Australia's retirement system has risen in the global ranking of pension systems, but it still has room for improvement, according to Mercer's latest rankings of global pension systems.
According to the 2019 Melbourne Mercer Global Pension Index, Australians enjoy the third best retirement system in the world, up a single place from 2018.
The report - which is supported by the Victorian government and conducted in conjunction with the Monash Centre for Financial Studies - showed Australia lacks when compared to the Netherlands and Denmark, the nation's registering first and second in the index, with Australia scoring a B+, thanks to an overall score of 75.3.
For Australia to rank higher, the index said several issues would need to be addressed, including introducing some income requirements at retirement and increasing the Superannuation Guarantee from 9.5% to 12% as currently legislated.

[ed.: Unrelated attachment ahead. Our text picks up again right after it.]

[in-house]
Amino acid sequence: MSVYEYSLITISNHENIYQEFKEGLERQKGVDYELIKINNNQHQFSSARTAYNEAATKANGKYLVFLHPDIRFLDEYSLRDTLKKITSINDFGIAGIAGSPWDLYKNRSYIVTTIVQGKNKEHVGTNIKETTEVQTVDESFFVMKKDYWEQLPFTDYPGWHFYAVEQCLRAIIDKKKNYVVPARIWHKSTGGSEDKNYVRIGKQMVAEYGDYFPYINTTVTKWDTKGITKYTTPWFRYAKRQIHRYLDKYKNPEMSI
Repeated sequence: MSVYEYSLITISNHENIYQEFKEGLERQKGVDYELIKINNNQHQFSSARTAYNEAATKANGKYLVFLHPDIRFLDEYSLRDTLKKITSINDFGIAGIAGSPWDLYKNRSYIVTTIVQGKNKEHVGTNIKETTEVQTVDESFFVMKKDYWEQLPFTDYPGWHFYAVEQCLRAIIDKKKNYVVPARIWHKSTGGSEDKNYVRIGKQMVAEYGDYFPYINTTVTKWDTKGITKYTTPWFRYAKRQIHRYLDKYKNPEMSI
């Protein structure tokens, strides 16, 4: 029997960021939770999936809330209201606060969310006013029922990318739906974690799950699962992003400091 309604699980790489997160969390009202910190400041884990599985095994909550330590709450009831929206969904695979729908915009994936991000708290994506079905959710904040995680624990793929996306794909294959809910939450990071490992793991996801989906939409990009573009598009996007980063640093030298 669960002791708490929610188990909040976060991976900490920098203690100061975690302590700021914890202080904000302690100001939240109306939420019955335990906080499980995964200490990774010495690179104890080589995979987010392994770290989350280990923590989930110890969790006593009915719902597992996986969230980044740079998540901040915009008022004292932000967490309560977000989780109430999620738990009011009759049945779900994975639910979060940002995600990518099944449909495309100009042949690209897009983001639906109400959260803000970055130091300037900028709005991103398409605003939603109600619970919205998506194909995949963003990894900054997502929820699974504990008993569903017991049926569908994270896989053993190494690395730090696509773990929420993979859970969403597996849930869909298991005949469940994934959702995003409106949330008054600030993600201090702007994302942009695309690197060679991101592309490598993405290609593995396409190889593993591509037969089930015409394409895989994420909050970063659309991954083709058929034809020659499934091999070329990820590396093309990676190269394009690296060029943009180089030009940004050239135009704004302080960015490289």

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The report's author, Mercer's David Knox, noted the flexibility afforded to Australians upon receipt of their retirement benefit at retirement, but stopped short of calling for all Australians to adopt the same strategy for dealing with such a lump sum. .
"We're not suggesting that everyone has to buy an annuity or a pension," Knox said.
"But we are suggesting that if there are some income requirements, some income focus on the system, that would improve the score."
The report also called for the assets test taper to reduce from $3 to $2.25 per fortnight in an effort to improve adequacy for Australian retirees and lift the score.
Mercer claimed the report was the first international study of its kind to document the wealth effect - which explains increased spending as a result of rising wealth - in relation to pension assets.
With pension funds holding more by way of assets, Knox said people felt more financially secure and were thus borrowing money to improve their standard of living prior to retirement.
"As the wealth of an individual grows, whether it be in home ownership, investment portfolios or their retirement savings, so does their comfort with amassing debt," he said.
"The evidence suggests on a global basis, for every extra dollar a person has in pension assets, their net household debt rises by just under 50 cents."